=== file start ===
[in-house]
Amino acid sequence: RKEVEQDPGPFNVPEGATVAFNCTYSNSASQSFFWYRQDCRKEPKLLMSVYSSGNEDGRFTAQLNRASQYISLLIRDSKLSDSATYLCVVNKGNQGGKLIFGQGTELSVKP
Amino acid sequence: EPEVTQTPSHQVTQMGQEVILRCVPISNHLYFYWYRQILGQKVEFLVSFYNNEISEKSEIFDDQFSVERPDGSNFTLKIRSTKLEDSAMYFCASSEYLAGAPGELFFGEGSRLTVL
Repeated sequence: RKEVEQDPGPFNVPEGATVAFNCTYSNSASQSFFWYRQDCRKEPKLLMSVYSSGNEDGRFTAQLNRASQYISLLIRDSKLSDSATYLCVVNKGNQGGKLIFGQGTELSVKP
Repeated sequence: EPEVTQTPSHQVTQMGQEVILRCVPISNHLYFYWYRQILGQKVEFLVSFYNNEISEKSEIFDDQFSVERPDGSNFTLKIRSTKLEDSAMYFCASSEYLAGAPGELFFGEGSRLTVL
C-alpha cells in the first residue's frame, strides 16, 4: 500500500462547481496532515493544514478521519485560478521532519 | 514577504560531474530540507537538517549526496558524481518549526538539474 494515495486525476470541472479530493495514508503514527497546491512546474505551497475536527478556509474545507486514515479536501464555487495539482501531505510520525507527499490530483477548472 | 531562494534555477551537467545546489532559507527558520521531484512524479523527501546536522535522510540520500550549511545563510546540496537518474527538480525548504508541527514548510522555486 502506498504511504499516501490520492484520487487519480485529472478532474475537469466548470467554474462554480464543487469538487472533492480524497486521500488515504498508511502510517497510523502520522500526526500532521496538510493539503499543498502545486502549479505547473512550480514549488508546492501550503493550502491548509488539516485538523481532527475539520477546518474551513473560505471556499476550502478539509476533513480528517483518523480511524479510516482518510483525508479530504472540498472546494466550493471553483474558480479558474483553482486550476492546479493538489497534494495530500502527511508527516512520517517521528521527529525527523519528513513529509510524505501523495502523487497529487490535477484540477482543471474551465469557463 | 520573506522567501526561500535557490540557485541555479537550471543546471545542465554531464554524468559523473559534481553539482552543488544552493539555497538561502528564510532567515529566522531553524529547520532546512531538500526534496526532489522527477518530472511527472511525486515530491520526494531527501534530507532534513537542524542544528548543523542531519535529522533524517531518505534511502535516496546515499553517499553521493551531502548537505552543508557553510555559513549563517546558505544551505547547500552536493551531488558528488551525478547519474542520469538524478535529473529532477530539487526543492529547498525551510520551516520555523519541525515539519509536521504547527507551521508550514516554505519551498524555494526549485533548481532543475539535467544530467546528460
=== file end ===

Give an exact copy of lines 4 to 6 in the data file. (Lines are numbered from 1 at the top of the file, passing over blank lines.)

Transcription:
Repeated sequence: RKEVEQDPGPFNVPEGATVAFNCTYSNSASQSFFWYRQDCRKEPKLLMSVYSSGNEDGRFTAQLNRASQYISLLIRDSKLSDSATYLCVVNKGNQGGKLIFGQGTELSVKP
Repeated sequence: EPEVTQTPSHQVTQMGQEVILRCVPISNHLYFYWYRQILGQKVEFLVSFYNNEISEKSEIFDDQFSVERPDGSNFTLKIRSTKLEDSAMYFCASSEYLAGAPGELFFGEGSRLTVL
C-alpha cells in the first residue's frame, strides 16, 4: 500500500462547481496532515493544514478521519485560478521532519 | 514577504560531474530540507537538517549526496558524481518549526538539474 494515495486525476470541472479530493495514508503514527497546491512546474505551497475536527478556509474545507486514515479536501464555487495539482501531505510520525507527499490530483477548472 | 531562494534555477551537467545546489532559507527558520521531484512524479523527501546536522535522510540520500550549511545563510546540496537518474527538480525548504508541527514548510522555486 502506498504511504499516501490520492484520487487519480485529472478532474475537469466548470467554474462554480464543487469538487472533492480524497486521500488515504498508511502510517497510523502520522500526526500532521496538510493539503499543498502545486502549479505547473512550480514549488508546492501550503493550502491548509488539516485538523481532527475539520477546518474551513473560505471556499476550502478539509476533513480528517483518523480511524479510516482518510483525508479530504472540498472546494466550493471553483474558480479558474483553482486550476492546479493538489497534494495530500502527511508527516512520517517521528521527529525527523519528513513529509510524505501523495502523487497529487490535477484540477482543471474551465469557463 | 520573506522567501526561500535557490540557485541555479537550471543546471545542465554531464554524468559523473559534481553539482552543488544552493539555497538561502528564510532567515529566522531553524529547520532546512531538500526534496526532489522527477518530472511527472511525486515530491520526494531527501534530507532534513537542524542544528548543523542531519535529522533524517531518505534511502535516496546515499553517499553521493551531502548537505552543508557553510555559513549563517546558505544551505547547500552536493551531488558528488551525478547519474542520469538524478535529473529532477530539487526543492529547498525551510520551516520555523519541525515539519509536521504547527507551521508550514516554505519551498524555494526549485533548481532543475539535467544530467546528460